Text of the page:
The Independent | Archive
Home 2007 February

Friday, 2 February 2007

  • Leading article: A chance for peace that must not be spurned
    Friday, 2 February 2007

    A settlement between Syria and Israel would alter radically the prospects for the Middle East. It would at one and the same time end the most persistent state-to-state conflict between Israel and its neighbours and remove a source of trouble for the ...

  • Alan Johnson: Children must think differently
    Friday, 2 February 2007

    The change in climate was dramatic: the following year, "the year without summer", failing crops meant 80,000 people died of starvation. Today's threat of climate change is not quite so dramatic but it could be more devastating. A report published by...

  • Leading article: A sign of rising confidence
    Saturday, 3 February 2007

    There is, though, far more to progress in Northern Ireland than the halting advances taking place at the political level, and this is what is happening in the economy and at the grass roots. Northern Ireland as a whole recorded a faster rise in house...

  • Gilbert and George: Double vision
    Saturday, 3 February 2007

    They live in the East End of London, in Spitalfields, on Fournier Street. I am invited there as all journalists are. They have never had any problem being committed, almost evangelical promoters of their own work. "People who are frightened of modern...

  • Leading article: The politics of fear
    Friday, 2 February 2007

    Mr Reid told ministers at yesterday's Cabinet meeting that he believes it is worth trying to convince Parliament and the nation that "going further" is necessary. This is because, "the scale of the terrorist threat is becoming larger and more complex...

  • Leadinga article: In a league of his own
    Saturday, 3 February 2007

    This is because the former rugby league hero, Andy "Faz" Farrell, is to make his union debut for England. Through Farrell, the spectators will get a taste of the lung-busting work ethic, the finely honed skill and the admirable honesty that character...

  • Mark Lynas: The hellish vision of life on a hotter planet
    Saturday, 3 February 2007

    An eco-alarmist fantasy? Unfortunately not - having spent the past three years combing the scientific literature for clues to how life will change as the planet heats up, I know that life on a 6C-warmer globe would be almost unimaginably hellish. A c...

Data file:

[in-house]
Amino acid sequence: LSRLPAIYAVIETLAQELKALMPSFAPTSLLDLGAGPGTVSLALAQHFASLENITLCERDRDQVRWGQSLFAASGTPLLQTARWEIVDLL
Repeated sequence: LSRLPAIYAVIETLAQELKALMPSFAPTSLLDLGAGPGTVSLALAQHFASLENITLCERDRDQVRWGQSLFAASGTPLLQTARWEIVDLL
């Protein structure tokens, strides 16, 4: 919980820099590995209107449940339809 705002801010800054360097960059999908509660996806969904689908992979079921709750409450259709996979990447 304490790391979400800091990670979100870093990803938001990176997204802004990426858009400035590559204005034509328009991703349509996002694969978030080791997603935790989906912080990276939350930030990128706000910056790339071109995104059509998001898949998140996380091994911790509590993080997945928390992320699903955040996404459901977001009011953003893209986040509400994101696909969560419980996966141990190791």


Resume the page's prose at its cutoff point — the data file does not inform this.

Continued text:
• Leading article: Today's lesson
    Friday, 2 February 2007

    This is not before time. Last week Richard Pike, the chief executive of the Royal Society of Chemistry, described that what teaching of the subject there is at present as dogged by "omission, simplification and misrepresentation". But teachers should...

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The evolution of Andy Serkis: First Gollum, then King Kong - now the actor is swinging through the trees in Dawn of the Planet of the Apes

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Democrats and Republicans refuse to set aside their differences to cope with the influx of desperate Central Americas, says Rupert Cornwell
Children's books are too white, says Laureate

Children's books are too white, says Laureate

Malorie Blackman appeals for a better ethnic mix of authors and characters and the illustrator Quentin Blake comes to the rescue
Blackest is the new black: Scientists have developed a material so dark that you can't see it...

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Matthew Barzun: America's diplomatic dude

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The US Ambassador to London holds 'jeans and beer' gigs at his official residence – it's all part of the job, he tells Chris Green
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From heart rates to happiness, there is little this fast-growing, self-tracking community won't monitor
Madani Younis: Five-star reviews are just the opening act for British theatre's first non-white artistic director

Five-star reviews are just the opening act for British theatre's first non-white artistic director

Madani Younis wants the neighbourhood to follow his work as closely as his audiences do
Mrs Brown and her boys: are they having a laugh?

Mrs Brown and her boys: are they having a laugh?

When it comes to national stereotyping, the Irish – among others – know it can pay to play up to outsiders' expectations, says DJ Taylor